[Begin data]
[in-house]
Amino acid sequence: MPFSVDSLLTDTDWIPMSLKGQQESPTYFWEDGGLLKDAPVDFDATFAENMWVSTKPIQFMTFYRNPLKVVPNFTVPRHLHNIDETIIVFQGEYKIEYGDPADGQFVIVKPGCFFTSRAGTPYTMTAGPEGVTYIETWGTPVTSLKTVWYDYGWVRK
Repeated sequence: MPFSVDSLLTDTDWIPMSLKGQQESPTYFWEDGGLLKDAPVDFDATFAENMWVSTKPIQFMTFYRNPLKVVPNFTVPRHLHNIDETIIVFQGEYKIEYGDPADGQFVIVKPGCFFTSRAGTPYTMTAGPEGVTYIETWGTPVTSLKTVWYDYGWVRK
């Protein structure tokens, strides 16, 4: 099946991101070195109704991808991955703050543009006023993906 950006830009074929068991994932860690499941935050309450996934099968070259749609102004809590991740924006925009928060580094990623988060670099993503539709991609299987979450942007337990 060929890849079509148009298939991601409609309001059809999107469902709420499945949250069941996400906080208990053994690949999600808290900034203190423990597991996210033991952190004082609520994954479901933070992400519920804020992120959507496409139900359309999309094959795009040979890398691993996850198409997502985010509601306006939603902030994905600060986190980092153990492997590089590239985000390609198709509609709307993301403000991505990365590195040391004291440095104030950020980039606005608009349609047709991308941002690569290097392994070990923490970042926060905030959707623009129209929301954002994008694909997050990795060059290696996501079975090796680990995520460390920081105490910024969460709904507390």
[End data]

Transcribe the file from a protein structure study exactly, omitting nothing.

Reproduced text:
[in-house]
Amino acid sequence: MPFSVDSLLTDTDWIPMSLKGQQESPTYFWEDGGLLKDAPVDFDATFAENMWVSTKPIQFMTFYRNPLKVVPNFTVPRHLHNIDETIIVFQGEYKIEYGDPADGQFVIVKPGCFFTSRAGTPYTMTAGPEGVTYIETWGTPVTSLKTVWYDYGWVRK
Repeated sequence: MPFSVDSLLTDTDWIPMSLKGQQESPTYFWEDGGLLKDAPVDFDATFAENMWVSTKPIQFMTFYRNPLKVVPNFTVPRHLHNIDETIIVFQGEYKIEYGDPADGQFVIVKPGCFFTSRAGTPYTMTAGPEGVTYIETWGTPVTSLKTVWYDYGWVRK
């Protein structure tokens, strides 16, 4: 099946991101070195109704991808991955703050543009006023993906 950006830009074929068991994932860690499941935050309450996934099968070259749609102004809590991740924006925009928060580094990623988060670099993503539709991609299987979450942007337990 060929890849079509148009298939991601409609309001059809999107469902709420499945949250069941996400906080208990053994690949999600808290900034203190423990597991996210033991952190004082609520994954479901933070992400519920804020992120959507496409139900359309999309094959795009040979890398691993996850198409997502985010509601306006939603902030994905600060986190980092153990492997590089590239985000390609198709509609709307993301403000991505990365590195040391004291440095104030950020980039606005608009349609047709991308941002690569290097392994070990923490970042926060905030959707623009129209929301954002994008694909997050990795060059290696996501079975090796680990995520460390920081105490910024969460709904507390």